Wednesday, September 19, 2007

The Zoo

I took the two younger kids to the zoo today. Fall is not too far around the corner, and the weather was perfect; low humidity and 80 degrees. Loved it.

Towards the end of the trip someone approached me about adoption, and how a difficult childbirth has left her unable to conceive again. They are looking into adoption, and they are at a loss when it comes to where to start the process.

What she does know is that she wants to adopt domestically and that she is "open" to only certain races.

"I'm worried that if the baby is black or biracial, they will think that I'm the mother and well, you know . . . They'll think it's mine but not my husband's. You'll never have that issue because your daughter looks nothing like you . . . "

Am I missing something or is this sort of off? Worried that people would question your fidelity based on the appearance of your family? We never gave this a thought when we considered adoption, and I'm wondering if this is truly a concern for adoptive parents.

Thoughts anyone?


Carolyn said...

For all she knows, Anna could be the result from a wild night you had in China! She makes assumptions and worries that other people will pass them on as well. Instead, she should focus on what truly matters-that you are taking another human into your home to be part of your family.

Chinamama4 said...

Sigh! Some folks just don't "get it".
The thing is, she said that "people will think she's *mine* but not my husband's..." It sounds like she needs to learn what *mine* really means before she adopts a child of ANY race!

Amy said...

Sometimes, after crazy comments, I want to tell people "Well, we think there was a mix up at the IVF clinic . . ." and watch people squirm. Sounds cruel but sometimes people can be so out there with their questions.
I was thinking about the "mine" thing too. "They'll think she's mine but not my husband's . . "
Honestly, who cares what people think!?!? You've got bigger things to worry about when it comes to adoption and having a child, period!

Fiona said...

Hello...I've been reading your blog for a while and this is probably as good a time as any to introduce myself! I'm from NZ and live in Japan with our obviously biracial daughter and agree with what the others have said.....that is, that there are much more important things to worry about than who 'fathered' the child.
What's more important is "is he a good father?" I'm sure people realise my Dd is biracial though I've never felt any negative vibes from anyone.

The fact that she is worried that people will judge her based on who fathered her offspring, is a worry.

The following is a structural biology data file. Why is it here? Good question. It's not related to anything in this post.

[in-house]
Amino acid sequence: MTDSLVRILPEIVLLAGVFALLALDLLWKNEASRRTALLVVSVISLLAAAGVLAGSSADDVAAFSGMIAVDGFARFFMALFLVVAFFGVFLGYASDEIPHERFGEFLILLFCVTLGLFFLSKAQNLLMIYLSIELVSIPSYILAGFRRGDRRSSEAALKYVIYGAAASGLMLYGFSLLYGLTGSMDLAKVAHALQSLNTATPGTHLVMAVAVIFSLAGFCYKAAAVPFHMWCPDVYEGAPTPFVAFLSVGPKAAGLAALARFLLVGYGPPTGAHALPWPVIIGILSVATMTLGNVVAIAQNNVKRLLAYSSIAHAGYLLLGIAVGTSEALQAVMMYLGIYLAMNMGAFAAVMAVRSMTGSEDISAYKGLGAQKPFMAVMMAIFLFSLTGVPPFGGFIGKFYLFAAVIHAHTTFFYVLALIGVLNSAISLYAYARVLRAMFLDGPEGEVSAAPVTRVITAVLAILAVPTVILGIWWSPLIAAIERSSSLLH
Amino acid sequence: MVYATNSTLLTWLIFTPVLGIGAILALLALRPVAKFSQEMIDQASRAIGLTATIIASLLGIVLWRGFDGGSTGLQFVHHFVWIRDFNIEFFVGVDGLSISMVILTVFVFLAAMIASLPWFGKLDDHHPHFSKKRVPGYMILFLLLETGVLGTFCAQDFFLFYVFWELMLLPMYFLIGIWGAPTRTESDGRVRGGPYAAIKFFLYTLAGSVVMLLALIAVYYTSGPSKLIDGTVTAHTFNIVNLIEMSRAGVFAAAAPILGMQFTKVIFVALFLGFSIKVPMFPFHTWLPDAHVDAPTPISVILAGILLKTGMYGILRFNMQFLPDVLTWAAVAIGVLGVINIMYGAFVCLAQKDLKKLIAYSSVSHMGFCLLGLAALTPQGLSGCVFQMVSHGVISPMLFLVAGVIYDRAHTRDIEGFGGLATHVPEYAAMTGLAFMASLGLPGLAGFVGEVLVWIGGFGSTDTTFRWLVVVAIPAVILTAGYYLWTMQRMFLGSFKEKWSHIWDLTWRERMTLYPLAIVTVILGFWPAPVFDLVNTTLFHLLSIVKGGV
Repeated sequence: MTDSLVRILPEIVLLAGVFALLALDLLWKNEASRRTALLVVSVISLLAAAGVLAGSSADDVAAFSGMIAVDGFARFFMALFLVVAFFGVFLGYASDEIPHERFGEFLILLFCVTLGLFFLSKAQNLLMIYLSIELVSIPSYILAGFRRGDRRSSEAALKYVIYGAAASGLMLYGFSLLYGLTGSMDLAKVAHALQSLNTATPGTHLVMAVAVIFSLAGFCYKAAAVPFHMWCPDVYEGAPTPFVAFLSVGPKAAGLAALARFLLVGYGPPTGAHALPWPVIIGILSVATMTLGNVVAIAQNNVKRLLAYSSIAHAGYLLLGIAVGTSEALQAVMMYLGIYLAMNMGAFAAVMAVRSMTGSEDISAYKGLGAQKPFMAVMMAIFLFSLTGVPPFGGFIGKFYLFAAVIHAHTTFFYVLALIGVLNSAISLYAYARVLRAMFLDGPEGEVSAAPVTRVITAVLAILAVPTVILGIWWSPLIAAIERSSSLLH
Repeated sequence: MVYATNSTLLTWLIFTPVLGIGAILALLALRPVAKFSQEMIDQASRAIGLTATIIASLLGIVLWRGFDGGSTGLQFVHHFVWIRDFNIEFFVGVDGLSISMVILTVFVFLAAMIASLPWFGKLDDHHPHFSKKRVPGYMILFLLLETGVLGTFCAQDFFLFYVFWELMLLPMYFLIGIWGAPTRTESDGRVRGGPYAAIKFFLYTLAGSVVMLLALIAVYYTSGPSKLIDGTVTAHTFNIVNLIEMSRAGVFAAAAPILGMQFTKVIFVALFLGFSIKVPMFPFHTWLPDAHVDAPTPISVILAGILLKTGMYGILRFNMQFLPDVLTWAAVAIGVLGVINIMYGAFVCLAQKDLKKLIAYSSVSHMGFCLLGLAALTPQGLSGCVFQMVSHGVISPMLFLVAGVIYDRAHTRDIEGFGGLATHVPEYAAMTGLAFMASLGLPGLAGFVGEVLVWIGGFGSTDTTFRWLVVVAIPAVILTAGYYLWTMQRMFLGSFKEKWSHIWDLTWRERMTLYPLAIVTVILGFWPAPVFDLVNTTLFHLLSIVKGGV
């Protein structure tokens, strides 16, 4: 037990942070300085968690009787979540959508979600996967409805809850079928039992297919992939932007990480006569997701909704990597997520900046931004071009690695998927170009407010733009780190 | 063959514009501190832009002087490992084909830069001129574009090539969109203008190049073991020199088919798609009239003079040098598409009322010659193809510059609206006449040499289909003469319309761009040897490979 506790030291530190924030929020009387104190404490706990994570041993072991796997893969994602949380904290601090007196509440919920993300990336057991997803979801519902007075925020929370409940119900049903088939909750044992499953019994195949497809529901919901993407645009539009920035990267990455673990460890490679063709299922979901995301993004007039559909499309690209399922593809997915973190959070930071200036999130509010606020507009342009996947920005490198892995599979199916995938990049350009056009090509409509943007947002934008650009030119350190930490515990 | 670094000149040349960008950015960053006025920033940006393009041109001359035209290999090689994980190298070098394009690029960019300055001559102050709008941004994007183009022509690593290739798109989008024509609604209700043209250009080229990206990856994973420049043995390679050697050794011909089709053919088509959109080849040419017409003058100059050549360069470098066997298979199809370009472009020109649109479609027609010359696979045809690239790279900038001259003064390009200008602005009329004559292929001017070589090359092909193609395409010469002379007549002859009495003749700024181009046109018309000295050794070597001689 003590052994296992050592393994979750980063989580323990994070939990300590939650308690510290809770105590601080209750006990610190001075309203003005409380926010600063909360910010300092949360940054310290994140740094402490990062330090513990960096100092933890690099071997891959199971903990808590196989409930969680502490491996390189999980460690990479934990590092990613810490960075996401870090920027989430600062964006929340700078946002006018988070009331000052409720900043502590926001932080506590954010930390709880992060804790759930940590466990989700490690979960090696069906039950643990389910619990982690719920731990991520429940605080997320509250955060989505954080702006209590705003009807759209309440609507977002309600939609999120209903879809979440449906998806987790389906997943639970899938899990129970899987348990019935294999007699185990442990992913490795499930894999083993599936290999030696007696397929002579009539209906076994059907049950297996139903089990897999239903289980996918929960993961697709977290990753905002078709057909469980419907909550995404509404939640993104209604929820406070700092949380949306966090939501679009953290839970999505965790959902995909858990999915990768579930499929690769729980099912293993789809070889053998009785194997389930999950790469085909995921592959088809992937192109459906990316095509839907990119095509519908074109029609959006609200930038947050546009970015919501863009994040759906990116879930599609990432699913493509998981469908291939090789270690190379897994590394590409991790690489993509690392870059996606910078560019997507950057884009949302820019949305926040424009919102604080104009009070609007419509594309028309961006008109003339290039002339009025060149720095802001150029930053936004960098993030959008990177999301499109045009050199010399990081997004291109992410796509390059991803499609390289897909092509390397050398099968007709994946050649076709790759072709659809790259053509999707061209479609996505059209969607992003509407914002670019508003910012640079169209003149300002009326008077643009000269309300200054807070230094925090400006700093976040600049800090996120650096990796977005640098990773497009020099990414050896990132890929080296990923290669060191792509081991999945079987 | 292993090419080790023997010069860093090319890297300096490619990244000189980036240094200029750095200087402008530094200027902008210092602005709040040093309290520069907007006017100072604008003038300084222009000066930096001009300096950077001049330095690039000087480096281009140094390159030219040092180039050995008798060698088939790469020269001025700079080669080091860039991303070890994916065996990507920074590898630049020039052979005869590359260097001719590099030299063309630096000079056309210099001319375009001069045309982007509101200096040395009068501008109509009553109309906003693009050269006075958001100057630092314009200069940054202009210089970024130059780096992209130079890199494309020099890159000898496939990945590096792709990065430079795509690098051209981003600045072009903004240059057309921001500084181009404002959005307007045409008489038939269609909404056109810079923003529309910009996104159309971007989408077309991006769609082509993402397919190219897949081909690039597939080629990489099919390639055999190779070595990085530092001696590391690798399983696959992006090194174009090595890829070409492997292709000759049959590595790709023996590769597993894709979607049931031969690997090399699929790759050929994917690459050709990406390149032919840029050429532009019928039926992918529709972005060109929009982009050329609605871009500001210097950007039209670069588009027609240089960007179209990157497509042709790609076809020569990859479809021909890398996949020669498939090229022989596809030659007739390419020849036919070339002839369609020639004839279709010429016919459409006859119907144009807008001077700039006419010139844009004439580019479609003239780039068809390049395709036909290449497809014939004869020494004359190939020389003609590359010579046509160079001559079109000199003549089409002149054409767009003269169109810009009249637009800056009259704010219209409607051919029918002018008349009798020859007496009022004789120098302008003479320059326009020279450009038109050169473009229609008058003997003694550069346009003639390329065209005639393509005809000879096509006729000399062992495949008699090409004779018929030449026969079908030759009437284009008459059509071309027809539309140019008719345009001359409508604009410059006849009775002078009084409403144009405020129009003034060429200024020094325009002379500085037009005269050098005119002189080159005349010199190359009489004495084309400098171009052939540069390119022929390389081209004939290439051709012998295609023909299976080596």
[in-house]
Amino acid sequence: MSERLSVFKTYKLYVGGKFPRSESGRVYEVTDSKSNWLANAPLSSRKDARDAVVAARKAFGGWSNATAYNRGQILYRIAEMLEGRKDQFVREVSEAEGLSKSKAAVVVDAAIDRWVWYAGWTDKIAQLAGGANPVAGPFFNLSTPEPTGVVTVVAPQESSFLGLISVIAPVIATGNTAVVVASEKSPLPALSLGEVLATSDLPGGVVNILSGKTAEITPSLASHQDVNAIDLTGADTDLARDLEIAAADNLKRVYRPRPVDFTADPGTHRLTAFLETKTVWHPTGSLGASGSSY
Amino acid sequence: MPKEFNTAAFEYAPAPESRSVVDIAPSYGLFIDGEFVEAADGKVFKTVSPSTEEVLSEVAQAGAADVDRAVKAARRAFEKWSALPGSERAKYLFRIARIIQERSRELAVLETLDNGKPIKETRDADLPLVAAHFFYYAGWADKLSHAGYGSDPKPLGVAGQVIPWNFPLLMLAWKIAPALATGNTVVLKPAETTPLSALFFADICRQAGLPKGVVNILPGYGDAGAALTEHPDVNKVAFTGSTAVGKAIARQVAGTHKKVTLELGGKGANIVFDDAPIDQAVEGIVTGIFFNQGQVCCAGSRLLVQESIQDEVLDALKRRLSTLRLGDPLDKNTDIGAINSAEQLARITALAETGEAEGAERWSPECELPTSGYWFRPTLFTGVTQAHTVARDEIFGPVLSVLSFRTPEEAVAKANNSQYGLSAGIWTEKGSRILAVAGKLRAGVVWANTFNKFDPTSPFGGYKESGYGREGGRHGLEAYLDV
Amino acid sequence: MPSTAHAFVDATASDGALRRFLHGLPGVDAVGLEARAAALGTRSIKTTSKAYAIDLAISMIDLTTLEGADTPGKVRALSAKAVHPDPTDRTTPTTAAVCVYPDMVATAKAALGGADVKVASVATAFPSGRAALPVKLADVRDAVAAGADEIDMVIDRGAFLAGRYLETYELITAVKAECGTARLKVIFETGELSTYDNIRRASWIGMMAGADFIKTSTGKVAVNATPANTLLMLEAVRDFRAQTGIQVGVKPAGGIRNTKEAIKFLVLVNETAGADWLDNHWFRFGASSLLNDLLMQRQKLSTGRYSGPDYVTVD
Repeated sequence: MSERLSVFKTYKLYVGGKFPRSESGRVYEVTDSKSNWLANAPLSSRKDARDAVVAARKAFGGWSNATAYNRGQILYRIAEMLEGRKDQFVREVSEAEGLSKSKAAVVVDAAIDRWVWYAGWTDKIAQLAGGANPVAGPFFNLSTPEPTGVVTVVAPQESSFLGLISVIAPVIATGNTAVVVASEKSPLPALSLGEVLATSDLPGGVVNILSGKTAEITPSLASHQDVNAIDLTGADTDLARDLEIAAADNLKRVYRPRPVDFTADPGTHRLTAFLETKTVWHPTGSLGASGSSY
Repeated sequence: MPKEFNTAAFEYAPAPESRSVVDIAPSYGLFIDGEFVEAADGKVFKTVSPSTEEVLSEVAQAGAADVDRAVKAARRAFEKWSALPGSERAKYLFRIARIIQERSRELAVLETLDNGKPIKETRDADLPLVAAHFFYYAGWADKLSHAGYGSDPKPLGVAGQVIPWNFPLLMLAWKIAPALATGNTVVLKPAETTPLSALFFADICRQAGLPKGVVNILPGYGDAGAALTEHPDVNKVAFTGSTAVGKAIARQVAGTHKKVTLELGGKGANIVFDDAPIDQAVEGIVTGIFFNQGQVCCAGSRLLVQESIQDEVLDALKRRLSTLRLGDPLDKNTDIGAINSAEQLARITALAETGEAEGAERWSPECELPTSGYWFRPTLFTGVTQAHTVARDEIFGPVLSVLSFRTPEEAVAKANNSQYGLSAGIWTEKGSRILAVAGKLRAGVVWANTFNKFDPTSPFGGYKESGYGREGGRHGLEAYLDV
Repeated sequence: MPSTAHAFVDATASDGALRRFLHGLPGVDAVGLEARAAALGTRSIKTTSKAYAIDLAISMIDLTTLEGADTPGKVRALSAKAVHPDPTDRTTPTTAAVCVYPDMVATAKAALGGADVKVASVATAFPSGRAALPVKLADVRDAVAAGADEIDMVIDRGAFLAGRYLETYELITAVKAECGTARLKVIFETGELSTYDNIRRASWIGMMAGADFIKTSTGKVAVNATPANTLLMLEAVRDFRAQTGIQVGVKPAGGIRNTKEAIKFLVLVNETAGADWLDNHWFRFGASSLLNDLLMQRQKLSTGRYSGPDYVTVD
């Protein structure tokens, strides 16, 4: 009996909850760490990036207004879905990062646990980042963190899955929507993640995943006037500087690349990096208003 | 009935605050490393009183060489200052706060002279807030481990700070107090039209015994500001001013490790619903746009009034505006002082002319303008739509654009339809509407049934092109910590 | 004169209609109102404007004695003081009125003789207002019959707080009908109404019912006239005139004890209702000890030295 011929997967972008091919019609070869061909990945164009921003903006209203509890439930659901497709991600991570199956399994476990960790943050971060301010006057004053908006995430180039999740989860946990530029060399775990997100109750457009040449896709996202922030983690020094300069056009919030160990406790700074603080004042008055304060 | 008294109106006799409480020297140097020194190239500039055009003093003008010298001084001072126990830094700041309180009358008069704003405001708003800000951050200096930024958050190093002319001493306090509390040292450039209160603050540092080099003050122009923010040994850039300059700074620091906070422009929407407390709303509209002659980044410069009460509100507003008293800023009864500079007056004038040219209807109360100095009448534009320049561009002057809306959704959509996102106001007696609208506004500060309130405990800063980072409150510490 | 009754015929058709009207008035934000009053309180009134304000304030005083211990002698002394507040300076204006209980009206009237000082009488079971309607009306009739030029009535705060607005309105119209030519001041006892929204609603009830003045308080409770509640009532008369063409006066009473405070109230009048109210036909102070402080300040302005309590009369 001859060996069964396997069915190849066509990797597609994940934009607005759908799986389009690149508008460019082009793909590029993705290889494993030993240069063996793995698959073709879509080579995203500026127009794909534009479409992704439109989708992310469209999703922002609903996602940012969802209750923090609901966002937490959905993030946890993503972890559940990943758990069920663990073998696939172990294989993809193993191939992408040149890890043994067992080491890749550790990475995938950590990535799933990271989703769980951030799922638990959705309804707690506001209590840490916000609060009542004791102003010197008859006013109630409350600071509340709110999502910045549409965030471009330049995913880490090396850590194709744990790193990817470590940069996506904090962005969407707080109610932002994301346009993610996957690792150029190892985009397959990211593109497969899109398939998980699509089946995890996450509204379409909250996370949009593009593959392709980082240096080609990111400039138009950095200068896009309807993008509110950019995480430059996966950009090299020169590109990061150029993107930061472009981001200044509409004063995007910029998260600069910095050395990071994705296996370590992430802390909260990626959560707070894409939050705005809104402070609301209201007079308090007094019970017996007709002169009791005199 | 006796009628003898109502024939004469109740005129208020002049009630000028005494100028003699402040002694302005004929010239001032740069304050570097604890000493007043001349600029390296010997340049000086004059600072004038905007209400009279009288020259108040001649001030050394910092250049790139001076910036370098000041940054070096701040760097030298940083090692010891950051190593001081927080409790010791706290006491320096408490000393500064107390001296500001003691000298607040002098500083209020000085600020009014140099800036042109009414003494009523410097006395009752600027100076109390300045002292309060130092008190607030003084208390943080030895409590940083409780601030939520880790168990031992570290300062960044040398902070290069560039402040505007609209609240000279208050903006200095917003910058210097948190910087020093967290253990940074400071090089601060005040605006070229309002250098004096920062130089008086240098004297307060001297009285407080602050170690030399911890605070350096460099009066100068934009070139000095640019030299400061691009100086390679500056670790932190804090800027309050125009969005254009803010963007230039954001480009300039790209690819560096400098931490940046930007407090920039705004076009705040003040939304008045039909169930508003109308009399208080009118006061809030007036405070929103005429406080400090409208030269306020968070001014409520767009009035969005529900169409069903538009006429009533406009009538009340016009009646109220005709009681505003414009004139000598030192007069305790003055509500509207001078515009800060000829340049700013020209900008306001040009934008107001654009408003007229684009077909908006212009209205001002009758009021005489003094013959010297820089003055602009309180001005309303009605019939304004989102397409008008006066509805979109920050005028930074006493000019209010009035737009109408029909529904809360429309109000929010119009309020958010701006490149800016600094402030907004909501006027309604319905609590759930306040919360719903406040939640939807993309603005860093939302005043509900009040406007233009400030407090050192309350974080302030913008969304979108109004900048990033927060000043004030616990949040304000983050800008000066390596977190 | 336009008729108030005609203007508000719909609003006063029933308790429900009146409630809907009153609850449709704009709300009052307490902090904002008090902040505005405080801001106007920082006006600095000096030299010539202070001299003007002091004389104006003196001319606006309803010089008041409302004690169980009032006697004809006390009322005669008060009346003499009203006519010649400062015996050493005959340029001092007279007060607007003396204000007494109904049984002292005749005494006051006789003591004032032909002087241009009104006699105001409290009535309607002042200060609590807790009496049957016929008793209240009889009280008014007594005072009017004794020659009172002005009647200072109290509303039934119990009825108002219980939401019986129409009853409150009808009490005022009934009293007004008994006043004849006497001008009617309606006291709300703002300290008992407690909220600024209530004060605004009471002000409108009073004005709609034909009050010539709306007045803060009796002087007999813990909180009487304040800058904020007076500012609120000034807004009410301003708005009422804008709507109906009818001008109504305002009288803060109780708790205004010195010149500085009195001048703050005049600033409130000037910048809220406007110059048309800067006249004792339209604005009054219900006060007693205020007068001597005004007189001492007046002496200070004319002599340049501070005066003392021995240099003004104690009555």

Rach said...

Oh my...if she goes around life worrying about only what others think...this is what she would teach a child. I worry about those adopting and making comments like that, will they try to pass their child off as biological and not be open about adoption??? I have to laugh at my own situation, if she thinks people think along those lines, then it looks like I've had children with 3 different fathers...LOL:)

ccw said...

Having no first hand experience with adoption, I will not even begin to think that I understand all of the emotions that go into the decision.

However, this woman has serious issues. Is she in jr. high? I can't believe that someone would be open to adoption and then be so concerned with physical appearance. Does she not realize that even a bio. child can look nothing like either parent?

Danielle said...'s just sad to me to think that some people are so confined by what others think. I've been there at times--not with this issue, but with caring way too much about other's perceptions. May we all find more freedom on our journeys to live for what is truly important and let the other things fall away.

Shawnda said...

Hey! Thanks so much for the comment on my blog and sharing this with me!

Looks like you got a taste of the sad realities of the misconceptions of adoption! BUT a great moment to educate! : ) The first thing that stood out to me was that she said that she was afraid people would think the child is "hers". When you adopt - the child DOES BECOME YOURS, and if she's afraid of somebody thinking the child is hers, then adoption probably isn't for her family!

Maybe I'm way off, but it just sounds like she's the kind of person who would say "are you their 'real' parents?".

Granted, I understand what she was referring to (her own reputation in the face of strangers), but it doesn't matter why or how people might perceive your family.....adopted children ARE your children by covenant, and if you consider adopted children any less "yours" then bio children, then, again, adoption should not be considered. I think that fear of being judged by others brought out her true feelings about adopted children, and that's a great reason for her to not consider adoption!

I don't think you are off - I think she was off in her understanding of adoption, her maturity (considering what others think more important than her own values), and her ideas of race....though it seems her values and ideas of race are more about what other people think than about her own convictions. : (

But even's hard to comment not knowing the lady at all....don't want to judge her too quickly! ; ) Just sounds like ignorance!

Val said...

(slapping my forehead) Anyway, if she's worried about what's going in in people's heads, um, maybe she'd be surprised at how little people actually care/think how your family was formed. :o) I have an acquaintance who has a mix of adopted and foster kids. She had them all at the grocery story, and they were in rare form that day. Someone asked the inevitable "are they all YOURS?" She looked at them and half-snarled, "YES, but they all have different fathers." ;o)